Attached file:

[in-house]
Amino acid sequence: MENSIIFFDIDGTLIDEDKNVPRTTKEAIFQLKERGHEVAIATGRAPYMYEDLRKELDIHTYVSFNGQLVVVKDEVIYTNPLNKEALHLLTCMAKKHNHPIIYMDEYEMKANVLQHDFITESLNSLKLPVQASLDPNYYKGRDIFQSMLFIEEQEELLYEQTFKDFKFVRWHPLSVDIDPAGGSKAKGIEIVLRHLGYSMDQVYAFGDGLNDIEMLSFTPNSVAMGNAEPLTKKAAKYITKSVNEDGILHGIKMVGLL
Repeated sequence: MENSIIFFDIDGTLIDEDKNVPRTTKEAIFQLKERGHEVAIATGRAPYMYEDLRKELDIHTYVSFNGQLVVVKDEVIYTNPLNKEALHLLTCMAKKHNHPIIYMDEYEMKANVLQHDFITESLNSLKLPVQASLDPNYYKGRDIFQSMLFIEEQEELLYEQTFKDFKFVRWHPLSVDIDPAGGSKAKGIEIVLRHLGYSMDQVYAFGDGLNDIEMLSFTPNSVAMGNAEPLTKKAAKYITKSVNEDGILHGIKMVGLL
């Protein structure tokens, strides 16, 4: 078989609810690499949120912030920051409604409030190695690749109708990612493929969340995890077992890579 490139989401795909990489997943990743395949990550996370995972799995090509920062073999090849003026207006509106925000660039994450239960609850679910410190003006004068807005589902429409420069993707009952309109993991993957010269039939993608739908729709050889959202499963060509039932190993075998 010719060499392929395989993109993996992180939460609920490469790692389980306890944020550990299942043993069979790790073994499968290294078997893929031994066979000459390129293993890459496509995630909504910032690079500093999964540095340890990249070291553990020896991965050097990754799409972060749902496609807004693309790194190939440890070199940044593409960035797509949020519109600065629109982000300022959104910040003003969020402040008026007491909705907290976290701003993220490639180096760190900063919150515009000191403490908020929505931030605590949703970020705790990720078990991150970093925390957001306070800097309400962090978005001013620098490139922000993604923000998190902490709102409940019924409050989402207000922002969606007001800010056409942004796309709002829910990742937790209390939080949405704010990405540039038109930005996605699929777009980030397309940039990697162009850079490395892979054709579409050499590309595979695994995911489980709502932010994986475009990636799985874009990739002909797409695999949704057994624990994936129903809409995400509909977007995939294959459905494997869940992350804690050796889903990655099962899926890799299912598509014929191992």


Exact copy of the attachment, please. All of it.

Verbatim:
[in-house]
Amino acid sequence: MENSIIFFDIDGTLIDEDKNVPRTTKEAIFQLKERGHEVAIATGRAPYMYEDLRKELDIHTYVSFNGQLVVVKDEVIYTNPLNKEALHLLTCMAKKHNHPIIYMDEYEMKANVLQHDFITESLNSLKLPVQASLDPNYYKGRDIFQSMLFIEEQEELLYEQTFKDFKFVRWHPLSVDIDPAGGSKAKGIEIVLRHLGYSMDQVYAFGDGLNDIEMLSFTPNSVAMGNAEPLTKKAAKYITKSVNEDGILHGIKMVGLL
Repeated sequence: MENSIIFFDIDGTLIDEDKNVPRTTKEAIFQLKERGHEVAIATGRAPYMYEDLRKELDIHTYVSFNGQLVVVKDEVIYTNPLNKEALHLLTCMAKKHNHPIIYMDEYEMKANVLQHDFITESLNSLKLPVQASLDPNYYKGRDIFQSMLFIEEQEELLYEQTFKDFKFVRWHPLSVDIDPAGGSKAKGIEIVLRHLGYSMDQVYAFGDGLNDIEMLSFTPNSVAMGNAEPLTKKAAKYITKSVNEDGILHGIKMVGLL
């Protein structure tokens, strides 16, 4: 078989609810690499949120912030920051409604409030190695690749109708990612493929969340995890077992890579 490139989401795909990489997943990743395949990550996370995972799995090509920062073999090849003026207006509106925000660039994450239960609850679910410190003006004068807005589902429409420069993707009952309109993991993957010269039939993608739908729709050889959202499963060509039932190993075998 010719060499392929395989993109993996992180939460609920490469790692389980306890944020550990299942043993069979790790073994499968290294078997893929031994066979000459390129293993890459496509995630909504910032690079500093999964540095340890990249070291553990020896991965050097990754799409972060749902496609807004693309790194190939440890070199940044593409960035797509949020519109600065629109982000300022959104910040003003969020402040008026007491909705907290976290701003993220490639180096760190900063919150515009000191403490908020929505931030605590949703970020705790990720078990991150970093925390957001306070800097309400962090978005001013620098490139922000993604923000998190902490709102409940019924409050989402207000922002969606007001800010056409942004796309709002829910990742937790209390939080949405704010990405540039038109930005996605699929777009980030397309940039990697162009850079490395892979054709579409050499590309595979695994995911489980709502932010994986475009990636799985874009990739002909797409695999949704057994624990994936129903809409995400509909977007995939294959459905494997869940992350804690050796889903990655099962899926890799299912598509014929191992």